But I thought of as I listened to a recent article from Rolling Stone written by a recovering Evangelical named Alex Morris. Morris dives deep into the ways that Trump has specifically courted the Christian Nationalist base, and why they fail to see any moral conflicts with his language, behavior, or beliefs. Over the course of 45 minutes (via Audm), she effortless weaves this political story with her own personal narrative of growing up in, and ultimately escaping from, this cultish movement:

For the God-fearing evangelical, gay marriage, abortion, and the evils of socialism — as opposed to racial injustice, family separation, or income inequality — put America squarely in the path of the wrath of God.

Read the rest

How America's hatred of poor people ties back to Puritan work ethic

Guggenheim and MacArthur fellowship-winning philosopher Elizabeth Anderson recently spoke with Joe Humphreys at the Irish Times about America's toxic obsession with by-your-bootstraps individualism, and specifically how it relates to poverty.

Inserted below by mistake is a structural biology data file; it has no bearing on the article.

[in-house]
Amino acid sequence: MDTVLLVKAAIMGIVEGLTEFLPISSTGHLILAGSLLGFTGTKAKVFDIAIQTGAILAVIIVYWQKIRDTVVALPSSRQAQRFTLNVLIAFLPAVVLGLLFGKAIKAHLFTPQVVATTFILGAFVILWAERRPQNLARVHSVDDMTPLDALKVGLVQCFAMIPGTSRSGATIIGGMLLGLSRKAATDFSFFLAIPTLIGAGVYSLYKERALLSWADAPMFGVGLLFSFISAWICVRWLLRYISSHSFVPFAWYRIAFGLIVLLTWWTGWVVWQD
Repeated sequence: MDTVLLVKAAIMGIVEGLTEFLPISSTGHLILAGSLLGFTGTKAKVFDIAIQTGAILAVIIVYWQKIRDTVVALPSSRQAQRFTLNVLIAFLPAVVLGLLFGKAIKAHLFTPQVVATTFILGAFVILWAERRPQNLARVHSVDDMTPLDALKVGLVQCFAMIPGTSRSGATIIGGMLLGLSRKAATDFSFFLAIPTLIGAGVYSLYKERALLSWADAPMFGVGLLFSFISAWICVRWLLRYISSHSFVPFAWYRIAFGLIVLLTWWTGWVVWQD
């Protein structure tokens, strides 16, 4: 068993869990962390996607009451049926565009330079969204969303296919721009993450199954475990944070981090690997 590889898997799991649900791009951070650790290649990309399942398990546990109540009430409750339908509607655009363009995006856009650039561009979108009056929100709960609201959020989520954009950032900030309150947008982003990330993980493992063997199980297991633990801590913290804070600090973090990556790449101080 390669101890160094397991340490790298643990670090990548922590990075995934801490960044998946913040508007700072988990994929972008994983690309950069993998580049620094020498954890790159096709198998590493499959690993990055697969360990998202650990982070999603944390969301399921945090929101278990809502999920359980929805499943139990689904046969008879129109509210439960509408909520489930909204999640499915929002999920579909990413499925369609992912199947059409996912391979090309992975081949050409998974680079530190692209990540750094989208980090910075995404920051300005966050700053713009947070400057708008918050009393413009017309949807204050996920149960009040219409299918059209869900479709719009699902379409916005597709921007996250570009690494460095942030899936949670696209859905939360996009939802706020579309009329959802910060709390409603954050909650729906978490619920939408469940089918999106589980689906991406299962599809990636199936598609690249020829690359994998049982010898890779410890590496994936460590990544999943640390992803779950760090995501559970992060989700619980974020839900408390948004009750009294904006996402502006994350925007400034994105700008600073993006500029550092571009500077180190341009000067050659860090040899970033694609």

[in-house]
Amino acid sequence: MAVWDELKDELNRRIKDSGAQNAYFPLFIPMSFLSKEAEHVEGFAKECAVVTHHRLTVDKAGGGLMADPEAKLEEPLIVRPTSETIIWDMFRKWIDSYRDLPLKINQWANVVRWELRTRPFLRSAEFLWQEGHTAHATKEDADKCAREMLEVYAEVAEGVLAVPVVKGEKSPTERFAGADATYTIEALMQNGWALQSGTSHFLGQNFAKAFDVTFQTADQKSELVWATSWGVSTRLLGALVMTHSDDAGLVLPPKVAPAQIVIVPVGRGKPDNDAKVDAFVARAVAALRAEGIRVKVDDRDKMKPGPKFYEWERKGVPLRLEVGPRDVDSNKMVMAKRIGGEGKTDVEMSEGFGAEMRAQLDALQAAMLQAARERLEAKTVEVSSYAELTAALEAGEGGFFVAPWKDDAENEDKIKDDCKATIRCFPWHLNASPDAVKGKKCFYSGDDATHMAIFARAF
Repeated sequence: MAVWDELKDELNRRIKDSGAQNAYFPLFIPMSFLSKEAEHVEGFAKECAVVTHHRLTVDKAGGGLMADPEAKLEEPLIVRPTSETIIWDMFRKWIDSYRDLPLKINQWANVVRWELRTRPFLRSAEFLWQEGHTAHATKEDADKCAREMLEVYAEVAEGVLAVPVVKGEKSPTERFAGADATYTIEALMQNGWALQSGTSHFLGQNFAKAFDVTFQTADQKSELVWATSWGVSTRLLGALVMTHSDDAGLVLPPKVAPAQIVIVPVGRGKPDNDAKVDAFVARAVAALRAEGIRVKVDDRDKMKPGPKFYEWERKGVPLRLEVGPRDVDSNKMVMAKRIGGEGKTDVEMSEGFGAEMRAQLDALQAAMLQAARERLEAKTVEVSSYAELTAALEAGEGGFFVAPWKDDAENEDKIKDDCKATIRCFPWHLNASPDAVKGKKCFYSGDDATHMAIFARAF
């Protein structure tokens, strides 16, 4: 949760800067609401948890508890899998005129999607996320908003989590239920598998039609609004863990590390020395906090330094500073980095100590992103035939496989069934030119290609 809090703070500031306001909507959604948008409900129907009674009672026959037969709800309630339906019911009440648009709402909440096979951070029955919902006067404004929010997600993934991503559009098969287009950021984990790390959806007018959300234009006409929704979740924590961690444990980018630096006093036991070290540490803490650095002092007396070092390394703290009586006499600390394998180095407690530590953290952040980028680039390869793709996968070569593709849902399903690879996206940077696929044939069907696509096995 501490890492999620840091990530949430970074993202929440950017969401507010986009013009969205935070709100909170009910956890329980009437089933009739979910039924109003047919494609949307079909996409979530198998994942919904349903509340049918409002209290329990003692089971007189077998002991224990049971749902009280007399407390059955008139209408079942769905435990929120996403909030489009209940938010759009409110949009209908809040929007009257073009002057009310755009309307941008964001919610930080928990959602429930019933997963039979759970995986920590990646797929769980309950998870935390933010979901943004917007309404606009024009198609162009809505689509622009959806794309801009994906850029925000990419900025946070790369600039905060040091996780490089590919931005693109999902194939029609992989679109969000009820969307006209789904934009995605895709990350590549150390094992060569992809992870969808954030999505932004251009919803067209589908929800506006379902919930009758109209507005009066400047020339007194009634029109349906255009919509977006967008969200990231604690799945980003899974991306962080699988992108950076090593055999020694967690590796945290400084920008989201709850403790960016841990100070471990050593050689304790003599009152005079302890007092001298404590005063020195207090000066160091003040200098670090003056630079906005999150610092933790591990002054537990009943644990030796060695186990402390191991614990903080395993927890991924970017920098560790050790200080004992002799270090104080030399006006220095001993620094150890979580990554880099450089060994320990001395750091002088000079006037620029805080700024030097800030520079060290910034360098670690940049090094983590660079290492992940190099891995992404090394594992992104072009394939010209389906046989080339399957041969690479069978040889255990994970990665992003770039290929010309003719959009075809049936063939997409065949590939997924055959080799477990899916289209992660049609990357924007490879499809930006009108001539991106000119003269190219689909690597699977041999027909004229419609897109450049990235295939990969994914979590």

There are plenty of impactful quotes throughout the interview, but the parts that stuck out the most to me—as an agnostic born into an Irish Catholic family, whose mother worked for the church for a long time—were her observations about America's puritanical roots, and, later, the impacts of World War II. Anderson essentially proposes the idea that early America Puritans like the Pilgrims were determined to distance themselves from the institutional power of the Catholic church—which, for all its faults, has at least had a longstanding commitment to helping and empathizing with those suffering from poverty. In addition to Manifest Destiny, these Puritans believed that hard work was the only promise of salvation, which eventually evolved into the whole "rugged individualism" idea that consumes so many American conservatives and Evangelicals. While Anderson acknowledges that this ethic is rooted in a very pro-worker mindset, it's clearly been secularized over time into a highly partisan hatred of the poor, with a nod towards its religious roots: